Party Institutionalization in Egypt: the example of the Free Egyptians Party

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Mon, 2014-08-11
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AWR, Cairo, August 11, 2014


Since the 1952 revolution, Egypt has mostly had a single party system that carried out the policies of the President. That has changed since the revolution of January 25, 2011, which has led to the formation of over 90 different political parties.


Most political parties in Egypt are organizationally weak. Major exceptions were the old NDP and the Freedom and Justice Party of the Muslim Brotherhood. The NDP had its basis in clientalism, while the Freedom and Justice Party benefitted from decades of grassroots work of the Muslim Brotherhood.


It is extremely interesting to see in the liberal Free Egyptians Party, a new party emerges with a well-developed organizational structure, something that many political parties in Egypt are lacking.


Research intern Omar Ali interviewed Assem Memon, Deputy Managing Director of the Free Egyptians Party (FEP).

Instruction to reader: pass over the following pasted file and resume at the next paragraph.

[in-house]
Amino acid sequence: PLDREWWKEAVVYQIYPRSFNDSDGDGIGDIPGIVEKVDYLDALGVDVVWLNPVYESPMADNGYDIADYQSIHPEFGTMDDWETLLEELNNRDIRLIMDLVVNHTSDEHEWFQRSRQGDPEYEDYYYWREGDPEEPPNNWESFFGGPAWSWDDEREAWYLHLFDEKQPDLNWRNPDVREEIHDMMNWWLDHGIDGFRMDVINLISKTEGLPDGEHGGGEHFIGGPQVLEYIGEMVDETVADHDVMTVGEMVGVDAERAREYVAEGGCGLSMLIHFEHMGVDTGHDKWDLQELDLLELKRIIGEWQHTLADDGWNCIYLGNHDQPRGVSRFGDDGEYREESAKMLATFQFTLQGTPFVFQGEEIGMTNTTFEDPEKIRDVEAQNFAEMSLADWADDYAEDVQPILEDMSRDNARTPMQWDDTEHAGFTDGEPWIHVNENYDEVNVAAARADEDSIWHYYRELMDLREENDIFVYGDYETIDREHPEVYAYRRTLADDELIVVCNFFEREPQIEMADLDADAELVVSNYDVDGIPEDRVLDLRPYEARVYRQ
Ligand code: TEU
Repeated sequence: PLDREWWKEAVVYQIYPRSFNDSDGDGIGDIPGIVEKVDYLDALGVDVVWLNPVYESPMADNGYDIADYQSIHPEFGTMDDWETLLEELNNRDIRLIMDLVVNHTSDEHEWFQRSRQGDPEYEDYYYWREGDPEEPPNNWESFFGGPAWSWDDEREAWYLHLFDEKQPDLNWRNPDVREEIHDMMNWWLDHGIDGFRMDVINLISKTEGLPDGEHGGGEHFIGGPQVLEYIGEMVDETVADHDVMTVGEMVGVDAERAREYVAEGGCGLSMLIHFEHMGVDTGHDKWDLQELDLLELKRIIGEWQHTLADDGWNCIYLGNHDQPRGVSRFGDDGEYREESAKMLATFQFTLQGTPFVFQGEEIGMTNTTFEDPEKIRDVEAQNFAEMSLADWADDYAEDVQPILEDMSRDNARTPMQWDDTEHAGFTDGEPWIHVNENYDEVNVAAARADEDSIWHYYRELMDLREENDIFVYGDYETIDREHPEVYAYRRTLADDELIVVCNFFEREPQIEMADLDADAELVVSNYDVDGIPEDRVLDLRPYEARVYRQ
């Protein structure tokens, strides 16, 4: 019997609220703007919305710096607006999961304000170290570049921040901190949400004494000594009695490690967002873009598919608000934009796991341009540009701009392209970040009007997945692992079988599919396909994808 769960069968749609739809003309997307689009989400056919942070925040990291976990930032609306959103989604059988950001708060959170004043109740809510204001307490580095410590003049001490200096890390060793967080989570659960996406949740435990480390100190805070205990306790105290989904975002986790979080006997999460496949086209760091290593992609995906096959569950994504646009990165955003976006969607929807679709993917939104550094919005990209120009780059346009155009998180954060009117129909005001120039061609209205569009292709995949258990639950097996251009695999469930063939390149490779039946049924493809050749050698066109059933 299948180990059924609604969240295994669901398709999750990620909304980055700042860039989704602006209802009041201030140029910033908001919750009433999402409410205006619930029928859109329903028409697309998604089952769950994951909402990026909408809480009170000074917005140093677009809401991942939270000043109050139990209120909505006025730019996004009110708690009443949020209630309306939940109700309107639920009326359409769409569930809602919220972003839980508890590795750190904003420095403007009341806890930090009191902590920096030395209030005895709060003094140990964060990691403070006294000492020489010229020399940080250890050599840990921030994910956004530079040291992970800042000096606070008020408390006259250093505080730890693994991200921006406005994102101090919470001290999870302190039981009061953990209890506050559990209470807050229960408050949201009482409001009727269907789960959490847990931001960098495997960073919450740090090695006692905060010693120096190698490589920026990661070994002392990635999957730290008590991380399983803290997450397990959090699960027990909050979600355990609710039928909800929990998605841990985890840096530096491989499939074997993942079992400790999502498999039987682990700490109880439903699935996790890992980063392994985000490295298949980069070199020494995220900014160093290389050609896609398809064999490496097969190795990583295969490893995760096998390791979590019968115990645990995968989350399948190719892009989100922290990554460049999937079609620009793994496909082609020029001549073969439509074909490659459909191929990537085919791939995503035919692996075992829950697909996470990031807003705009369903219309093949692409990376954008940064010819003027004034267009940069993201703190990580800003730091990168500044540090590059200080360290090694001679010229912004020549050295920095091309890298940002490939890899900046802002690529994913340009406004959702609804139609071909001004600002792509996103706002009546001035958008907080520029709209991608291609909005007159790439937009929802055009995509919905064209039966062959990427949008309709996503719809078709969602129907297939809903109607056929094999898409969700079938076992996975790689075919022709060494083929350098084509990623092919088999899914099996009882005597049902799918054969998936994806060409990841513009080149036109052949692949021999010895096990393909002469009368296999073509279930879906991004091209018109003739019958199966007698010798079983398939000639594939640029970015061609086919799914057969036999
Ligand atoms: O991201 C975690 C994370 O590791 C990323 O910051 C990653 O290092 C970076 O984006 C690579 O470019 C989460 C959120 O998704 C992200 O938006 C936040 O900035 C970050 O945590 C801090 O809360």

Assem Memon


Assem Memon describes the different membership tiers. One becomes a voting member only after obtaining basic training and awareness on the ideology of the party.


Assem Memon explained the organization structure of the party and it’s four public policy pillars: right for the necessity of life, prosperity, self-fulfillment, and a bright future. “… and we engaged the membership in developing that model, and then in reorganizing our technical (policy making) committees to create another layer of committees that are focused on developing integrated public policy”


Assem Memon describes his party as liberal center right, capitalist. The economic policies he recommends are “small government, bigger role for the private sector.” Also needed is “increasing efficiency of the government operations itself, reducing the role of the government in the day-to-day lives of Egyptians overall. Some of these cannot be priorities on the immediate short term, but these are the ultimate goals.”


For the full text of the interview please read here.



Cornelis Hulsman

Editor-in-chief Arab-West Report